COLORADO SPRINGS, Colo. – Each spring, the USA Hockey Officiating Education Program takes over the U.S. Olympic Training Centers in Lake Placid, N.Y., and Colorado Springs for its annual Eastern and Western Seminar Instructor Training Programs.
The goal of the specialized officiating training programs, which were held April 25-28 in Lake Placid and May 2-5 in Colorado Springs and just completed its 35th year, in essence is to teach the teacher. In other words, these programs are designed to provide ice hockey officials resources and lessons that they can then take back to their home rinks to share with colleagues at local officiating seminars, where more local officials would come to learn how to up their game.
Participants in both sessions of the training program were recommended by their District Referee-in-Chief as some of the top performers in their field, and were selected for the chance to attend after an application process.
“We try to give them a foundation to go back to the local classrooms at the beginning of each season to instruct our officials who are attending the mandatory seminars,” said USA Hockey National Referee-in-Chief Dave LaBuda. “This gets them started in learning how to use the instructor manual.”
At the beginning of the four-day event, each participant was given a Classroom Seminar Instructor Manual containing all topic guidelines, on-ice drills and other materials necessary to conduct a USA Hockey Officiating Classroom Seminar. The program was broken up into both classroom and on-ice sessions.
“In the classroom sessions, we’re covering some of the material contained in the instructor manual,” LaBuda said. “On the ice, they’re actually demonstrating having an actual ice session with real seminar participants in order to learn how to manage those drills on the ice and make the most effective use of the ice time.”
While on the ice, groups of officials would create the drills based on a topic that was given to them, explain it to the other officials and then run the group through the training. These drills included faceoffs in various zones, icing and offsides, and how to properly call a penalty among others. Once the drill was completed, the instructors received feedback from the other participants as well as USA Hockey staff on how to make sure the drill was performed as efficiently as possible.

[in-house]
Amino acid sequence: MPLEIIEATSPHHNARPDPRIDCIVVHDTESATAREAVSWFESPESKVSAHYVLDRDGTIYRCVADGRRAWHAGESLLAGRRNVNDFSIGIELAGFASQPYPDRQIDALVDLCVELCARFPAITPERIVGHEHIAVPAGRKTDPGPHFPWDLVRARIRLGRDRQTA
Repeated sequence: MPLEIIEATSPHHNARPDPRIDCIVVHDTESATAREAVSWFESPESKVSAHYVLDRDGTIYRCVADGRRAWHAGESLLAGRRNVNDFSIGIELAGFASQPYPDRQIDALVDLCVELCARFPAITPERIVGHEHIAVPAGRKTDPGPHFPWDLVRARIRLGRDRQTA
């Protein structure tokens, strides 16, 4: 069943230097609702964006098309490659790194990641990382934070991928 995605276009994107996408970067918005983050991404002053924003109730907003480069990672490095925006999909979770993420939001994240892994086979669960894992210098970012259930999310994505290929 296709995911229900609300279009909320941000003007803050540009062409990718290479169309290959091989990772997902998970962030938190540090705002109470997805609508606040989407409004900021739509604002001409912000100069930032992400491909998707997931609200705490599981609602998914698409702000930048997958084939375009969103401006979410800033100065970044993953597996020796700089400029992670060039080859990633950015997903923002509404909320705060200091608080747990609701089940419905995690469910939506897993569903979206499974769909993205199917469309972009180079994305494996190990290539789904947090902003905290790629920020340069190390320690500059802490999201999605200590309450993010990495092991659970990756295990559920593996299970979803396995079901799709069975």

“Getting feedback from the other participants and instructors on what we’re doing right and what we’re doing wrong has been good,” said Robert Pugh, an official from St. Louis, Mo. and a participant in the Western program. “We’ve been going over a lot of classroom techniques, and for those of us who aren’t teachers by nature, that has been good.”
For participants such as Matt Wilhite, becoming an official and participating in the Training Program was a great way to stay involved in hockey. He was also named the Western Instructor Training Camp Milt Kaufman Award winner.
“It was literally the last thing I had done for the sport. I had played, coached, ran a rink and ran leagues,” said Wilhite. “I felt like I needed to give back in another way.”
LaBuda said that the training program is a way to reach out to membership at the local grassroots level, and provide consistent messaging as to the expectations of officials during a game. He said that anybody that is interested in becoming a seminar instructor should contact their District Referee-in-Chief.
“Everybody has a limited amount of time on the ice. There are opportunities to stay involved in the game, and becoming a seminar instructor is certainly one of them.”
To get involved and become a USA Hockey official, click here.